The first thing was to make sure that I only had hard coded paths in tests which didn’t write to disk. Those that did write to disk needed to use System property "java.io.tmpdir".

I also needed to make sure that I build up paths in a cross platform way. Since the Java file operations on Windows will happily work when your separator is ‘/', I naively assumed that this would generate cross-platform test code. And since the tests were running on Mac, I naively assumed that it as a travis-ci problem.

However looking at the output from the tests, it was clear that on Linux, the "java.io.tmpdir" needed additional ‘/’ handling to check for it on the end of the string or not. And using File or Path means we don’t need to do that.

So I converted all the path construction code and File chapter to use a combination of File, Path and Paths.get. And lo, the code passed on Windows, Mac and travis-ci Linux.

A win-win result, and now the code runs cleanly cross platform, and the travis-ci build uses the pom.xml with no exclusions necessary.

So now, I run the code on Windows and Mac locally. Then use travis-ci to run on Linux, using JDK7, JDK8 and Open JDK 7.

Locale Dependencies

I also saw that some of my exercise answer code has some locale dependency. Specifically in the calendar exploration.

I originally wrote an answer to one of my examples as follows:

@Test
public void experimentWithCalendarConstants(){
  Calendar cal = Calendar.getInstance();
  cal.set(2013, Calendar.DECEMBER, 15, 23,39, 54);

  assertThat(cal.get(Calendar.DAY_OF_WEEK), is(1));
  assertThat(cal.get(Calendar.DAY_OF_WEEK), is(Calendar.SUNDAY));
  assertThat(cal.get(Calendar.WEEK_OF_MONTH), is(2));
  assertThat(cal.get(Calendar.WEEK_OF_YEAR), is(50));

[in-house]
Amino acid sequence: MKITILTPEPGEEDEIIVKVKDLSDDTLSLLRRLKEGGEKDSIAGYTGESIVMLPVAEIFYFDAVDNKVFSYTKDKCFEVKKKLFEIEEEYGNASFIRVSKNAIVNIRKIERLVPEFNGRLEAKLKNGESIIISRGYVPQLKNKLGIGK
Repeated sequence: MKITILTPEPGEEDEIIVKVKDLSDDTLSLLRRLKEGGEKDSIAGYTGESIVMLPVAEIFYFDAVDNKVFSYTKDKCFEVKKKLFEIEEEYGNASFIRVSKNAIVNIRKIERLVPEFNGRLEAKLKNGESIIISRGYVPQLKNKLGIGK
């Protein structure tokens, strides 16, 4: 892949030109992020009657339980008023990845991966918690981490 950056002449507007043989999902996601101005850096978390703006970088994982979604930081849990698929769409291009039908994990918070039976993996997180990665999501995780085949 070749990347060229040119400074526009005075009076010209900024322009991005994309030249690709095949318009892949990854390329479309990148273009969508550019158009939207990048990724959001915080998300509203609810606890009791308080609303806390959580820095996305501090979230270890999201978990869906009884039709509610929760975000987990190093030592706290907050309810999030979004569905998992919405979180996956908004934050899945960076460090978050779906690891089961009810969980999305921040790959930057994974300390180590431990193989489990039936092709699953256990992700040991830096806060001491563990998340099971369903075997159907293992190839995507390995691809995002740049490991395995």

assertThat(cal.get(Calendar.DAY_OF_YEAR), is(349));
}

I specifically avoided instantiating Calendar with locale examples because I thought it would introduce additional complexity into the code, but of course, Travis-CI.org isn’t based in the UK so has a different set of date defaults, which only become apparent when using the WEEK_OF_MONTH and WEEK_OF_YEAR calculations.

So I added additional configuration into the example to control the First Day of Week and Minimal Days In First Week

        cal.setFirstDayOfWeek(Calendar.MONDAY);
        cal.setMinimalDaysInFirstWeek(6);

If I was going to make the code robust then I’d really set the locale properly. e.g. per this stackoverflow example

I chose to make the code in the book simple, knowing that it was primarily going to guide the creation of code to support testing, and that code normally runs under fairly tight configuration. i.e. it doesn’t go out and have to run on multiple devices and lots of operating systems. And if your test code does, then it is at that point that you usually learn to handle the platform differences that are relevant for you specific execution context.

Since Travis-CI.org has the facility to easily build against multiple JDKs, yes, I took advantage of that too.

jdk:
  - oraclejdk8
  - oraclejdk7
  - openjdk7

This is something that I didn’t do locally, so is a handy bonus for the build.

All told, I found this a useful experiment and exercise. And now I have a secondary build to help, and you can see the status of that build on Travis-CI.org


You will need a Github account to comment. Or you can contact me with your comment.

I reserve the right to delete spam comments e.g. if your comment adds no value and its purpose is simply to create a backlink to another site offering training, or courses, etc.